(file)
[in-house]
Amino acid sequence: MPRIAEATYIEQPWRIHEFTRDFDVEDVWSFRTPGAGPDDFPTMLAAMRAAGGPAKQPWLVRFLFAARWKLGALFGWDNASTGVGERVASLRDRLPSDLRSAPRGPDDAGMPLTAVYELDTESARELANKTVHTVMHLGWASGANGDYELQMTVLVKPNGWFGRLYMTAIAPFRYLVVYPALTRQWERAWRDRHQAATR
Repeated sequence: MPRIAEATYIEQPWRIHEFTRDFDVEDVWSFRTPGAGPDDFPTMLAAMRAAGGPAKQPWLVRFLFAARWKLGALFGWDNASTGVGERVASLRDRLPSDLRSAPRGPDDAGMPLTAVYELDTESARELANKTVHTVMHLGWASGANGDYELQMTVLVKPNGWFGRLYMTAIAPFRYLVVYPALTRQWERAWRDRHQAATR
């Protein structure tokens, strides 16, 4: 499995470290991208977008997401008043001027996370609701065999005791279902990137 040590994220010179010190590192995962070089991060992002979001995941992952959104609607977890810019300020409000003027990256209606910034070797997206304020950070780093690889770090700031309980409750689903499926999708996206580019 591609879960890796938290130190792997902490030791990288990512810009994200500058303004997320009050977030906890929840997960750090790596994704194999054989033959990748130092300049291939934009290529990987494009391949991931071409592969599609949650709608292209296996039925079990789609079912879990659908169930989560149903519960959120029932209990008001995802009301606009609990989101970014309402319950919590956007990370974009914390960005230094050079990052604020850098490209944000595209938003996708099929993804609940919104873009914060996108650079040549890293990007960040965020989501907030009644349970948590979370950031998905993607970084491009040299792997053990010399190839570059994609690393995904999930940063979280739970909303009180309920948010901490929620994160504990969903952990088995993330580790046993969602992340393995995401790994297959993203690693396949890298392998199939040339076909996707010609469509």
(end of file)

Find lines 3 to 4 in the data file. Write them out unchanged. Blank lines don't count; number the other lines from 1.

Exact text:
Repeated sequence: MPRIAEATYIEQPWRIHEFTRDFDVEDVWSFRTPGAGPDDFPTMLAAMRAAGGPAKQPWLVRFLFAARWKLGALFGWDNASTGVGERVASLRDRLPSDLRSAPRGPDDAGMPLTAVYELDTESARELANKTVHTVMHLGWASGANGDYELQMTVLVKPNGWFGRLYMTAIAPFRYLVVYPALTRQWERAWRDRHQAATR
């Protein structure tokens, strides 16, 4: 499995470290991208977008997401008043001027996370609701065999005791279902990137 040590994220010179010190590192995962070089991060992002979001995941992952959104609607977890810019300020409000003027990256209606910034070797997206304020950070780093690889770090700031309980409750689903499926999708996206580019 591609879960890796938290130190792997902490030791990288990512810009994200500058303004997320009050977030906890929840997960750090790596994704194999054989033959990748130092300049291939934009290529990987494009391949991931071409592969599609949650709608292209296996039925079990789609079912879990659908169930989560149903519960959120029932209990008001995802009301606009609990989101970014309402319950919590956007990370974009914390960005230094050079990052604020850098490209944000595209938003996708099929993804609940919104873009914060996108650079040549890293990007960040965020989501907030009644349970948590979370950031998905993607970084491009040299792997053990010399190839570059994609690393995904999930940063979280739970909303009180309920948010901490929620994160504990969903952990088995993330580790046993969602992340393995995401790994297959993203690693396949890298392998199939040339076909996707010609469509």